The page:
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World Breakthrough Targeting Intracellular Drug Delivery Using MEMS Technology

 Research

A major breakthrough in targeting intracellular drug delivery has been made by the laboratory of Micro/Nano Electromechanical System (M/NEMS) in the School of Precision Instruments and Optoelectronics Engineering at Tianjin University.

The team proposed, for the first time, a novel chemical-free cell poration method, called 'hypersonic poration', which can operate on cells using hypersonic waves generated by a piezoelectric nano-electromechanical resonators to improve cellular uptake especially nucleus uptake. This technology has realized the precise delivery of many biomolecules, which provides a new platform for targeted and localized intracellular drug delivery and also broadened the applications of the MEMS technique in biological science. Related results have been recently published on-line in ‘Small', an international authoritative journal in the area of Micro/Nano technology.

Precise and effective intracellular delivery of exogenous molecules such as target drug molecules, therapeutic genes and proteins is a major technology in modern scientific studies of precision medicine and cell biology. Traditional intracellular delivery approaches, such as chemotherapy, are mostly based on chemical or electrical stimulus which cannot provide selective delivery and may induce an immune response, thus damaging normal cells and resulting in side effects. Since MEMS resonators have the advantage of miniaturization and low power consumption, they can be implanted into human bodies and thus realize selective and localized intracellular delivery. Moreover, single cell drug delivery based on Micro/Nano technology has become a hotspot in the study of modern molecular biology.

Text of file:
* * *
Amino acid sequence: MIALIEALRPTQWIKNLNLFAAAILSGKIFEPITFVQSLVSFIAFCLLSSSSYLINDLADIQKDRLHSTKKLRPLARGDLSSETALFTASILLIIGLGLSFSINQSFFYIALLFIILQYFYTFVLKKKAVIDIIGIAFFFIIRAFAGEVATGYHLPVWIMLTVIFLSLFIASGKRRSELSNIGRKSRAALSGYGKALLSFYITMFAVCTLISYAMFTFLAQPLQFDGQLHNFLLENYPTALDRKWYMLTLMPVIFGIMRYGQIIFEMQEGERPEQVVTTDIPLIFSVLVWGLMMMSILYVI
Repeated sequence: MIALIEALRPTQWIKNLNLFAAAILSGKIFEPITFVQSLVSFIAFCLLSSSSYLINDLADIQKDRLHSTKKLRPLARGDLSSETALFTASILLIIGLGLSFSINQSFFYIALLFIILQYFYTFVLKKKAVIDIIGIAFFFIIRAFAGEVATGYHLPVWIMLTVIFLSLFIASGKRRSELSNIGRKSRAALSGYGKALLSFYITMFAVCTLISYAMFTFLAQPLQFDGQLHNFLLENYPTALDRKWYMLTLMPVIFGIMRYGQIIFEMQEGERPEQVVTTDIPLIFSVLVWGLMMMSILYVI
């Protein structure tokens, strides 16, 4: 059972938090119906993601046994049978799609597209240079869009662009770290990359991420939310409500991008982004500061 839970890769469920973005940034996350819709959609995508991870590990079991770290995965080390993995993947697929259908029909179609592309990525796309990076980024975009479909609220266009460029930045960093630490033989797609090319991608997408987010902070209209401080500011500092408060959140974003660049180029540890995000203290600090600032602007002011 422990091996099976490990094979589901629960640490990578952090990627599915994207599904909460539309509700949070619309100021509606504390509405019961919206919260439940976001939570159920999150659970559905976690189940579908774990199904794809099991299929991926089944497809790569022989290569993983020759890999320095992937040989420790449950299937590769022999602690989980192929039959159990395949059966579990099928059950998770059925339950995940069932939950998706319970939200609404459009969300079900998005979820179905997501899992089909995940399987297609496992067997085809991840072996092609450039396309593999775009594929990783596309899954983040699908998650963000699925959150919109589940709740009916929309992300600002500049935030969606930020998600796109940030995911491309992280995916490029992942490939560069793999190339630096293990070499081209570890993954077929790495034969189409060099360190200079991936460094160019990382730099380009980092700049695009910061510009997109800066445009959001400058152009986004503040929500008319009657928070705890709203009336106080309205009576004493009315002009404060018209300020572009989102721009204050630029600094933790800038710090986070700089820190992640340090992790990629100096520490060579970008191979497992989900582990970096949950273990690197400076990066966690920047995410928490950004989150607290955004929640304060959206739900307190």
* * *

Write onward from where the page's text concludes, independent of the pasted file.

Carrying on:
MEMS refers to micro electromechanical systems composed of moveable elements with sizes of 0.5~500 micrometers. Under the leadership of Professor Pang Wei and the joint efforts of Professor Duan Xuexin, Wang Yanyan and other team members, research on MEMS resonators, sensors and actuators wwas carried out in MEMS groups and have been extended to the area of biological science. The team has also acquired many high level scientific achievements with proprietary intellectual property rights.

The technology of ‘hypersonic poration’ is based on hypersound generated by MEMS acoustic resonators. The hypersound has a typical frequency larger than GHz, which can effectively form reversible temporal nanopores in cells, improve membrane permeability and lead to intracellular delivery enhancement of exogenous materials such as target drugs and genes. Compared with ultrasound, hypersound will have stronger interactions with cells (60 times higher according to theory analysis) and directly induce normal/shear stress and 'molecular bombardment' effects on bilayer membranes. Thus, controllable and precise delivery of materials into cells, especially into cell nucleus can be achieved with minimal toxic and side effects occurring in cells.
By: Duan Xuexin
Editors: Sun Xiaofang and Ross Colquhoun